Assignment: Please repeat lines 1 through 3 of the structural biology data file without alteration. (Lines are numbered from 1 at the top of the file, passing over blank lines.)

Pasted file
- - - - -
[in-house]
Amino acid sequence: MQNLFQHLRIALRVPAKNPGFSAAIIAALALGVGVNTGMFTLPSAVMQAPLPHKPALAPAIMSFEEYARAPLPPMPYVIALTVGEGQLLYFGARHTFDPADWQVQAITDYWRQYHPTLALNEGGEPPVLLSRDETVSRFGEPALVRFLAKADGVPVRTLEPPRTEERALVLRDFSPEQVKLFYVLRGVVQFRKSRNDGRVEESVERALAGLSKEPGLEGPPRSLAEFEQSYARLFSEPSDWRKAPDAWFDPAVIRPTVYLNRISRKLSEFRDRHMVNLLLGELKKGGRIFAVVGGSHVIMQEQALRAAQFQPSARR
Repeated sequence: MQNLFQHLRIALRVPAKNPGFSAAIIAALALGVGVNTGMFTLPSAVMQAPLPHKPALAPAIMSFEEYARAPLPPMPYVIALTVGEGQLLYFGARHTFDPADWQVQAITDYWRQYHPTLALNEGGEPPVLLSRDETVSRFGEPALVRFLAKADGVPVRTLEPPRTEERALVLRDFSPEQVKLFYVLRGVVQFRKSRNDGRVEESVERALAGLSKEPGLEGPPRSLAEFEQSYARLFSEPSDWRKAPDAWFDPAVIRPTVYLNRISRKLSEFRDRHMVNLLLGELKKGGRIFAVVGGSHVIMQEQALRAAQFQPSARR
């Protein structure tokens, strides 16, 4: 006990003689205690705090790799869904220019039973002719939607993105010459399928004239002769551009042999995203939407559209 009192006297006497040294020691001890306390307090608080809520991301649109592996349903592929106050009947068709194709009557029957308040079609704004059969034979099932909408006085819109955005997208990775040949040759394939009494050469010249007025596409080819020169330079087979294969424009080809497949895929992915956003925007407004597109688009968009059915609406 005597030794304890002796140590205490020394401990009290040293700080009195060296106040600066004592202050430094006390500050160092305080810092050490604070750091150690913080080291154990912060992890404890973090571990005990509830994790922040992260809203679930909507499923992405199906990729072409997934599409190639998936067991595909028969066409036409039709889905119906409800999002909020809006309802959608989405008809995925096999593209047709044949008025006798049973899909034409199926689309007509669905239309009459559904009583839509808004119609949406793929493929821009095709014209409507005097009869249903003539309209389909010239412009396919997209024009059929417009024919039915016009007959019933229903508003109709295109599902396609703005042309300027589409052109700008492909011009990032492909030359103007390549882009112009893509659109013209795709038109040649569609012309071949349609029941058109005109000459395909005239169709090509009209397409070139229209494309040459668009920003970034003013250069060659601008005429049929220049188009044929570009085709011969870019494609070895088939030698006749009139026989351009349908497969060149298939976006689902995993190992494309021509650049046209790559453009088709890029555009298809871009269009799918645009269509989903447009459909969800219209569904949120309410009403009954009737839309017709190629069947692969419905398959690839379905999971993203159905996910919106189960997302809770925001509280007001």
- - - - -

[in-house]
Amino acid sequence: MQNLFQHLRIALRVPAKNPGFSAAIIAALALGVGVNTGMFTLPSAVMQAPLPHKPALAPAIMSFEEYARAPLPPMPYVIALTVGEGQLLYFGARHTFDPADWQVQAITDYWRQYHPTLALNEGGEPPVLLSRDETVSRFGEPALVRFLAKADGVPVRTLEPPRTEERALVLRDFSPEQVKLFYVLRGVVQFRKSRNDGRVEESVERALAGLSKEPGLEGPPRSLAEFEQSYARLFSEPSDWRKAPDAWFDPAVIRPTVYLNRISRKLSEFRDRHMVNLLLGELKKGGRIFAVVGGSHVIMQEQALRAAQFQPSARR
Repeated sequence: MQNLFQHLRIALRVPAKNPGFSAAIIAALALGVGVNTGMFTLPSAVMQAPLPHKPALAPAIMSFEEYARAPLPPMPYVIALTVGEGQLLYFGARHTFDPADWQVQAITDYWRQYHPTLALNEGGEPPVLLSRDETVSRFGEPALVRFLAKADGVPVRTLEPPRTEERALVLRDFSPEQVKLFYVLRGVVQFRKSRNDGRVEESVERALAGLSKEPGLEGPPRSLAEFEQSYARLFSEPSDWRKAPDAWFDPAVIRPTVYLNRISRKLSEFRDRHMVNLLLGELKKGGRIFAVVGGSHVIMQEQALRAAQFQPSARR